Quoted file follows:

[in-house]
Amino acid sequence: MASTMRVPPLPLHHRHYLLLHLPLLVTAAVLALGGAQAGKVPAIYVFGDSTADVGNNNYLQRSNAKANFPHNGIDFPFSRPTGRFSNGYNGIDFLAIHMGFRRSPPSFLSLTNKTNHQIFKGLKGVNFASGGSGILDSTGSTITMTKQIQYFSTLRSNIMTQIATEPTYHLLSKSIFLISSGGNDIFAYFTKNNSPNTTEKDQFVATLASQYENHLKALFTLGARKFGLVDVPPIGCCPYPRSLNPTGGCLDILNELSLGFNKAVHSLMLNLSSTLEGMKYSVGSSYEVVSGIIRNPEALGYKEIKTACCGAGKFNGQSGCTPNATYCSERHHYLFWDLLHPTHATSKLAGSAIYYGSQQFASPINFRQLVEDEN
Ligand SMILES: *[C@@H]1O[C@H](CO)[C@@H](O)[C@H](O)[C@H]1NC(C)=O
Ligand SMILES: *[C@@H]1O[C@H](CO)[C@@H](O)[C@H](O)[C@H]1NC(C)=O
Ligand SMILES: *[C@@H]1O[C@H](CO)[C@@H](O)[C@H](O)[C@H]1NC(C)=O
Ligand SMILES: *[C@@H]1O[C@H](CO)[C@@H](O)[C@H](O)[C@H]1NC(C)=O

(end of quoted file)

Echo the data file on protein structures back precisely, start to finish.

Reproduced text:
[in-house]
Amino acid sequence: MASTMRVPPLPLHHRHYLLLHLPLLVTAAVLALGGAQAGKVPAIYVFGDSTADVGNNNYLQRSNAKANFPHNGIDFPFSRPTGRFSNGYNGIDFLAIHMGFRRSPPSFLSLTNKTNHQIFKGLKGVNFASGGSGILDSTGSTITMTKQIQYFSTLRSNIMTQIATEPTYHLLSKSIFLISSGGNDIFAYFTKNNSPNTTEKDQFVATLASQYENHLKALFTLGARKFGLVDVPPIGCCPYPRSLNPTGGCLDILNELSLGFNKAVHSLMLNLSSTLEGMKYSVGSSYEVVSGIIRNPEALGYKEIKTACCGAGKFNGQSGCTPNATYCSERHHYLFWDLLHPTHATSKLAGSAIYYGSQQFASPINFRQLVEDEN
Ligand SMILES: *[C@@H]1O[C@H](CO)[C@@H](O)[C@H](O)[C@H]1NC(C)=O
Ligand SMILES: *[C@@H]1O[C@H](CO)[C@@H](O)[C@H](O)[C@H]1NC(C)=O
Ligand SMILES: *[C@@H]1O[C@H](CO)[C@@H](O)[C@H](O)[C@H]1NC(C)=O
Ligand SMILES: *[C@@H]1O[C@H](CO)[C@@H](O)[C@H](O)[C@H]1NC(C)=O